to treat CDS students in grades K-3 to a day of readings, literature
circles, and the opportunity to meet and talk with the author.
Author Patrick responded to the many questions that students
had about writing. A piece of advice that fit very well with
the goal of the day: “If you want to be a good writer, the
first thing you should do is be an avid reader.” She also talked
about how important stories were for African Americans both
in remembering where they came from but also in imagining the
goals they still had before them to accomplish.
Every class had an opportunity to visit
individually with the author, ask questions, interview her,
and take pictures. The author delighted the students with her
responses about writing in the midst of an active family, and
spoke about what some of her characters might do next.
Lower School Library Hosts National African American Read-In
With GLP Trustee
February 4, 2008, the Pingry School Library hosted the National
African American Read-In for all students in the school from
Kindergarten through grade 5. Short Hills Library Director
Ann D’Innocenzo said, “My goal in hosting this day was to increase
awareness of the importance of African American children's
literature and to celebrate the African American culture in
our Pingry community.”
to show the global connections that African American literature
draws upon, guest readers also included Dr. Edward Ramsamy,
a professor of Africana Studies at Rutgers University as well
as a GLP Trustee.
the day classes visited the library where Dr. Ramsamy presented
on Nelson Mandela and Mahatma Gandhi who both led movements
for human rights in South African history. Dr. Ramsamy then
explained his interest in how the struggle for rights in South
Africa and America informed each other especially the way Gandhi's
ideas informed and infused Martin Luther King, Jr.'s non-violent
campaign in the US.
other African-American guests, some of whom are Pingry parents,
read books to the students that were written and illustrated
by African-Americans. Dr. Ramsamy also quizzed the students
about South African and African-American history and stressed
that students can reach out beyond their immediate classrooms
to find similar dreams and struggles. He noted that, “What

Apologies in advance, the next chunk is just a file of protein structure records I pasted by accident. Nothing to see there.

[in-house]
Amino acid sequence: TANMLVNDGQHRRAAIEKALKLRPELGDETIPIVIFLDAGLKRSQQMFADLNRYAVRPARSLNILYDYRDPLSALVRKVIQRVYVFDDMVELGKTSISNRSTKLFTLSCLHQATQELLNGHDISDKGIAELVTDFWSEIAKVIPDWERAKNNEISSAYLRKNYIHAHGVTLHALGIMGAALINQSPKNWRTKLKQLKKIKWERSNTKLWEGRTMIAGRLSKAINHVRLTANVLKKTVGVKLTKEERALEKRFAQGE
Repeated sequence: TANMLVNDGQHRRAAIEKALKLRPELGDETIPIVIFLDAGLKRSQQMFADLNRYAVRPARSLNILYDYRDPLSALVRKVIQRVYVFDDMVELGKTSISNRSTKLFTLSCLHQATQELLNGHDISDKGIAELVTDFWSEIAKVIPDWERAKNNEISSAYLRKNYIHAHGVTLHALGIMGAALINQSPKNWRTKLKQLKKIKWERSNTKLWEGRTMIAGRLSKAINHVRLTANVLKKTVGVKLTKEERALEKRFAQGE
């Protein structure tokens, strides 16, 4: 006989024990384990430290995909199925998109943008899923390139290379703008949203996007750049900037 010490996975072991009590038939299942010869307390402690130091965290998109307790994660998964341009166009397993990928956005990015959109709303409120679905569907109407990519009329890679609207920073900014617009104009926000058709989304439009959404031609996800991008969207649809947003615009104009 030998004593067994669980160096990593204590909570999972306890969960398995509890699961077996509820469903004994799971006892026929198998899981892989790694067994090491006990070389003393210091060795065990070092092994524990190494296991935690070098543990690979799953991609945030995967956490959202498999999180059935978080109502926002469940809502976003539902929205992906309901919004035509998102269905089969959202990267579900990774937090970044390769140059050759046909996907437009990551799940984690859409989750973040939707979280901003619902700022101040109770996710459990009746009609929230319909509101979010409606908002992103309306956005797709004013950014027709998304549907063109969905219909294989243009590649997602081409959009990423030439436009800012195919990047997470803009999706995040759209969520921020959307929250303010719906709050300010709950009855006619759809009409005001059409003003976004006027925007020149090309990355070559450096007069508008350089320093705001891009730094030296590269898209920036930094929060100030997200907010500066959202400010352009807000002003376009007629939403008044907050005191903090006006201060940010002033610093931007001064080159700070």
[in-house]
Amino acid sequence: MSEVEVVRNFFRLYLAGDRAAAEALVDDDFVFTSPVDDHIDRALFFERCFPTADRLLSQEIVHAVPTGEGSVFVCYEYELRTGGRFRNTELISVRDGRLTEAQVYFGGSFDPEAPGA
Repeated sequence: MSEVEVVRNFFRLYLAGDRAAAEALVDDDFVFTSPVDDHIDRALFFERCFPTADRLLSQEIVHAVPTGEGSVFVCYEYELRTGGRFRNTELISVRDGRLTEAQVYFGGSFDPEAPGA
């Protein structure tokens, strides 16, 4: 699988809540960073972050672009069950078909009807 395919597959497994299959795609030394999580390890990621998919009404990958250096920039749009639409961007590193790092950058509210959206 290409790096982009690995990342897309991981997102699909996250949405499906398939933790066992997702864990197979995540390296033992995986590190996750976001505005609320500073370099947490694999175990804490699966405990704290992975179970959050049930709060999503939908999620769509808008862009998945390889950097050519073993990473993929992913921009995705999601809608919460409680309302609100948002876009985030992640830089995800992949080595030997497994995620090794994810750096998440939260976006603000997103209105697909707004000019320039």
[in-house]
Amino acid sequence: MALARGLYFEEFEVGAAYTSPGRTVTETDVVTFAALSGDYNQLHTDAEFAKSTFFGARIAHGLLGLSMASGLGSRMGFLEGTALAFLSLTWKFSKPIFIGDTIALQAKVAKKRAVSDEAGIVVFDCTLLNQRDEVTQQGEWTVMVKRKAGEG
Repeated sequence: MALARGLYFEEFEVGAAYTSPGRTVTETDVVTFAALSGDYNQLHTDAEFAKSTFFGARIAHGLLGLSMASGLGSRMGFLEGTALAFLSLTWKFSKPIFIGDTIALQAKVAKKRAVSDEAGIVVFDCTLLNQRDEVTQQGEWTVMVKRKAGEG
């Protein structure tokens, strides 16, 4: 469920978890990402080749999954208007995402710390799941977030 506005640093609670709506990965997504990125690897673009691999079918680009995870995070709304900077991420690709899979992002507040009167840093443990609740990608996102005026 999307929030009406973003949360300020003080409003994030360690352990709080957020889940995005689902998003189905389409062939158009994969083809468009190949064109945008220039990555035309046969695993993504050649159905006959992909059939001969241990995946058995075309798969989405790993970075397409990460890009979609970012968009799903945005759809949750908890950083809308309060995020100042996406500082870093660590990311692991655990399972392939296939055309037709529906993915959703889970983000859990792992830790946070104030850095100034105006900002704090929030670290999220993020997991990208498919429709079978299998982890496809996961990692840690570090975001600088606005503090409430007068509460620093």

[the G.L.P.] tries to do is emphasize that education is more
than what you learn in the classroom. Education extends beyond
the classroom to show how you form connections with people
near and far.”
First Graders Use Their Birthday to Collect Books for GLP
30, 2008.- Elisha and Michelle are twin sisters who are in the first grade at Tamaques
Elementary School in Westfield, New Jersey. As young readers,
they are appreciative of how wonderful it is to be able
to read. They also understand that not everyone has the
opportunity or resources to learn to read. When they learned
of the Global Literacy Project and all that the organization
does to promote literacy around the world, they decided
that they wanted to do something to help.
their family recently began preparations for their birthday
party to celebrate turning seven, together they decided that,
instead of having their friends bring birthday gifts, they
would ask them to donate books to the Global Literacy Project.
Their friends from Tamaques Elementary School all brought
books (several hundred) to donate to this important cause.
Their mom, Lisa was very inspired and touched by this contribution
by Elisha and Michelle and their friends and said that she
hopes it's "just the beginning of a lifetime of efforts they will make to help change the
world for the better." So do we Elisha and Michelle!
Books On Their Way to Young Readers for the Holiday Season
24, 2007.- With book donations from bookstores such as Barnes & Noble, publishers, and public libraries as well as many individuals and civic groups
across the USA, some 50,000 books will reach the hands
of young readers over this holiday season.
have worked hard over the last few weeks collecting and sorting
books for distribution over the holidays. Children from such
disparate communities as 1000 families in New Brunswick,
New Jersey to students in Western Kenya and students in the
Caribbean island of St. Vincent and the Grenadines, will
all have new access to books!
Global Literacy Project, Inc., P.O. Box 1859, New Brunswick, NJ 08903-0228
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Literacy Project, Inc. Terms